Traditionalpractices were designed to convey water as quickly as possible to the outlet, either through natural or built water courses, to prevent flooding especially during larger storms. However, urbanization intensified upstream quickly and widely with increased impervious surfaces and sources of , to a point where the additional water volume and load could not be managed by the receiving courses. The increased load can degrade the natural landscapes it flows through, damage built and even endanger lives. has to be slowed down, reduced and treated before allowing it to be conveyed downstream.
The aim of sustainablepractices also referred to as (GI), (LID) , or Best Management Practices (BMPs) is to treat as close to the source as possible, either by delaying or reducing the runoff and by removing pollutants from it before conveying it downstream. Common goals for these practices include having post-development volumes and peak flow rates match pre-development values or creating the capacity to retain the runoff from a 12.5 – 25 mm event.
LID comprises a set of site design strategies that minimize runoff by means of distributed, small scale structural practices that mimic natural or predevelopmentthrough the processes of , , harvesting, filtration and detention of . Usually, because one structure cannot treat the volume or the variety of pollutants for the entire drainage area, the is conveyed through a treatment train of a number of LIDs. These practices can effectively remove nutrients, pathogens and metals from runoff, while reducing the volume and intensity of flows.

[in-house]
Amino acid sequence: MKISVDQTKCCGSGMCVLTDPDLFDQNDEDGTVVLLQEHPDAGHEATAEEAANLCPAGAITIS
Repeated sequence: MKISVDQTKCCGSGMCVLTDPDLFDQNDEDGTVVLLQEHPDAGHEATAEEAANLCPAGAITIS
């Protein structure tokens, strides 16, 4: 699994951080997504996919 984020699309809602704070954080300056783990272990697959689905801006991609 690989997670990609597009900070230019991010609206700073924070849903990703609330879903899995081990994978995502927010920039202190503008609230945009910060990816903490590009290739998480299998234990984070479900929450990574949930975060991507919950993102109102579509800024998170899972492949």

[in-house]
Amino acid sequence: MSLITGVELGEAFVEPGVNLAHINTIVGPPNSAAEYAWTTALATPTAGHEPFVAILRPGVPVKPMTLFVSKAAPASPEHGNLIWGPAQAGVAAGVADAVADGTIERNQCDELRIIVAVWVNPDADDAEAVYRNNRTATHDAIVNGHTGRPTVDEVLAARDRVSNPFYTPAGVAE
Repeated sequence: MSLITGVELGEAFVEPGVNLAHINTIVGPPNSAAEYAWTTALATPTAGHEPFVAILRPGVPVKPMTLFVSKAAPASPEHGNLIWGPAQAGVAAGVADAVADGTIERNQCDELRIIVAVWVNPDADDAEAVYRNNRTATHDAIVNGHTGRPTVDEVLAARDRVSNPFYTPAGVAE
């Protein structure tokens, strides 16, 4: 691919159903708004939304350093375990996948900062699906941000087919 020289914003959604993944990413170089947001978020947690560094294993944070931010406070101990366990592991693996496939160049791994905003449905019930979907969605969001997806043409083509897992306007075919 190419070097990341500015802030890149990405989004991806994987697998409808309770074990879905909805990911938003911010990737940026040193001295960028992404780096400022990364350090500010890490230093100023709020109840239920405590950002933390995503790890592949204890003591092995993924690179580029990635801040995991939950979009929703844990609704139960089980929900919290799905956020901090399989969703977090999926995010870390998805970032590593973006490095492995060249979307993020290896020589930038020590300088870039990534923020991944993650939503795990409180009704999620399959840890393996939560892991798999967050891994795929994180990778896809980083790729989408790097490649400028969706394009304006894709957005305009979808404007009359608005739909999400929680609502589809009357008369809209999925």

The purpose of the LID Treatment Train Tool (LID TTT) is to analyze whether sustainable goals can be achieved through the implementation of LIDs. The tool is used to compare and pollutant loading for the pre- and post-development (with LIDs) scenarios using annual and event based simulations.
What is theTreatment Train Tool?
The LID TTT, which is free for users, was developed by Sustainable Technologies Evaluation Program (STEP Water), a partnership between Lake Simcoe Region Conservation Authority (LSRCA), Credit Valley Conservation (CVC) and Toronto and Region Conservation Authority (TRCA). The goal was to streamline the planning and approval process by selecting and organizing the results of the model simulations and comparisons in a way that is clear and aligned with Ministry of the Environment and Climate Change (MOECC) guidelines, thus eliminating any additional downloads or additional computations.